I don’t think people understand how bad “Twilight” is. Bella gets so distraught when Edward dumps her that she starts riding a motorcycle too fast, without a helmet. Bella and Edward are confusing, dangerous role models.

Before the “Catching Fire” Blu-ray gets to the movie, an ad runs for the 10-disc collection called “Twilight Forever.” All four movies, plus 100 hours of bonus stuff. It costs $75.*

>:) $$$$$$$ $$$$$$$ $$$$$$$=-

There’s an amazing scene in the first “Hunger Games” movie. Katniss is one minute from the start of the game. She hugs her friend and she’s shaking. Her lips quiver. She’s breathing hard and her neck strains as she slowly walks to a tube that takes her to the field of play. A 50-second countdown begins. She can’t move until it’s over. She looks at the other kids, and at the stash of weapons they’re all facing. Everyone runs when the countdown hits zero. There’s no sounds but a hollow tone, and the camera shakes as Katniss watches opponents start killing each other with knives and axes.

It is so scary.


Great science fiction mines tragic truth. Children should never, ever be in a position where they’re forced to kill one another. Yet this actually happens in our real world. The government of “The Hunger Games” is a lavish, wealthy class of psychopaths who rule impoverished slums and force the children of those slums to fight and kill. The story fictionalizes real problems, riding notions like income inequality and war to a dystopic vision of the future.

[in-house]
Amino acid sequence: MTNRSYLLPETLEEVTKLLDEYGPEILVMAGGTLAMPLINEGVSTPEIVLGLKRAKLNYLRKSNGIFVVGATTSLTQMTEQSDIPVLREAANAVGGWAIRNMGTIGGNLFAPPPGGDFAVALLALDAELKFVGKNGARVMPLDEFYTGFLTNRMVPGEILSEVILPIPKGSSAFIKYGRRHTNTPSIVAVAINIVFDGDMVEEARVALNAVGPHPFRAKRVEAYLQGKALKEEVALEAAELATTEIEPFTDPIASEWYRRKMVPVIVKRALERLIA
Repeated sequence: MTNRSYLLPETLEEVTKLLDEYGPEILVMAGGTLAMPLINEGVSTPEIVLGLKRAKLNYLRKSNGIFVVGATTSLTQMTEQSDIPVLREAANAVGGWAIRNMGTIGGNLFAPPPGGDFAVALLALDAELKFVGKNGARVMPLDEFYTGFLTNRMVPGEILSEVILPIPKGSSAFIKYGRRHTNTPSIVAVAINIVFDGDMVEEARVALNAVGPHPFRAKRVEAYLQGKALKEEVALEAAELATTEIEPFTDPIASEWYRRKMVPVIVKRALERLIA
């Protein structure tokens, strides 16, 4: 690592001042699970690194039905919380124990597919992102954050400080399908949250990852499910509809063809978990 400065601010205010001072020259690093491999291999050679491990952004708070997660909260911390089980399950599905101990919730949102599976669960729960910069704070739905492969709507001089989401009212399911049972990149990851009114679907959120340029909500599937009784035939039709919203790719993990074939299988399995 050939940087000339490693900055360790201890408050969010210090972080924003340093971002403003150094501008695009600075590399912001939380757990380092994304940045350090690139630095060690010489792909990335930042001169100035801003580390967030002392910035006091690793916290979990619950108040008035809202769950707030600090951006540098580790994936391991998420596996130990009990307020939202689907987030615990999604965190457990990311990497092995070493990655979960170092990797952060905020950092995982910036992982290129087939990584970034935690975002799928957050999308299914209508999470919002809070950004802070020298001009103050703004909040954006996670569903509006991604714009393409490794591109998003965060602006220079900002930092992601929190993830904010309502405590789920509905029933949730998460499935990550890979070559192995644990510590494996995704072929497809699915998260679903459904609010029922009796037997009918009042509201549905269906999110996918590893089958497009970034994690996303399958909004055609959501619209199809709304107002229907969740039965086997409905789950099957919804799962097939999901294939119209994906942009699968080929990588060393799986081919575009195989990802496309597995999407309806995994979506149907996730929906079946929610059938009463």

But it’s a tease. And, worse, a time suck. The fear Katniss experiences of having to kill others is a fascinating theme to explore, but not for four two-and-a-half hour movies. There is a true classic here, achieved by condensing the story and focusing on its most important aspects. We don’t get to see it.

Don’t tell me it takes 10 hours to tell. “Gladiator” has Maximus go from hero general to slave to gladiator to overthrowing the Caesar of Rome, all in under three hours. Katniss can inspire riots and take down Donald Sutherland in the same amount of time.

But no—10 hours. One movie can’t make what four can. So they pad the story with a teenage love triangle that oozes awful dialogue. Scene after scene is about either Peeta’s hurt feelings or Gale’s hurt feelings. Who will Katniss choose?

These scenes of two characters looking and talking intensely to each other are boring, but “Twilight” proved they work. It’s demographic targeting—tweeny love triangles are a billion-dollar formula. “The Hunger Games” pretends it’s about kids killing and elitist opulence, but those parts are brief. Almost all deaths in the games happen while Katniss is hiding far away. The actual meat is just fluff.

Instead of an incredible single science fiction movie, Jennifer Lawrence is the star of a franchise made interminable by selling out to a formula and disrespecting our time.

It’s probably not art if Hollywood suits are splitting billions in profits; it’s probably product. The critics should be watchdogging this. Instead, they happily swallow poisoned Subway sandwiches these megamoney franchises are branding. I’m telling you, Spike Lee’s “Oldboy” is so much better than “The Hunger Games.” No matter what the internet says.

Katniss gets attacked by computer-animated monkeys in “Catching Fire.” Monkeys. What the fuck?